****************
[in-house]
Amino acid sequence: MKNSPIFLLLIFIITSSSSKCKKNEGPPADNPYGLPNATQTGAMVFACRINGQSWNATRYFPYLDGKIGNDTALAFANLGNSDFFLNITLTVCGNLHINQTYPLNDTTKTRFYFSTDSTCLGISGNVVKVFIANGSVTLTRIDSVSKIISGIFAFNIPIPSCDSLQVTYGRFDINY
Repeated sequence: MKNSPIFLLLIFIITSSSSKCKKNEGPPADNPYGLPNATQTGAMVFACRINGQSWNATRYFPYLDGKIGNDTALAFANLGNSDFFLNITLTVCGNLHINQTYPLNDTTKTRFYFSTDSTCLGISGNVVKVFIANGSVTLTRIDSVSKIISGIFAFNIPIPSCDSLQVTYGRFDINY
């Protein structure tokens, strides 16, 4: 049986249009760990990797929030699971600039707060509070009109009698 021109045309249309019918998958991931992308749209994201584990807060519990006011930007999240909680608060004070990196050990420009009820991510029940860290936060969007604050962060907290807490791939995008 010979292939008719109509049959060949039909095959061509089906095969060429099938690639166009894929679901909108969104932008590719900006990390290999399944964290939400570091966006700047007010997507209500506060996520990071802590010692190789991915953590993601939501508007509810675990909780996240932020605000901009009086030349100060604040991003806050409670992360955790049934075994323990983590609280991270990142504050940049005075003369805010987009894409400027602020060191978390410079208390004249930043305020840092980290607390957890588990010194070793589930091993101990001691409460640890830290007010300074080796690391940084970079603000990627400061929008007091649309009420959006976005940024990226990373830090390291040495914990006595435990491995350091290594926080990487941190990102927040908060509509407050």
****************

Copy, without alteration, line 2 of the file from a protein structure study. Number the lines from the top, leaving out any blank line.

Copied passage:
Amino acid sequence: MKNSPIFLLLIFIITSSSSKCKKNEGPPADNPYGLPNATQTGAMVFACRINGQSWNATRYFPYLDGKIGNDTALAFANLGNSDFFLNITLTVCGNLHINQTYPLNDTTKTRFYFSTDSTCLGISGNVVKVFIANGSVTLTRIDSVSKIISGIFAFNIPIPSCDSLQVTYGRFDINY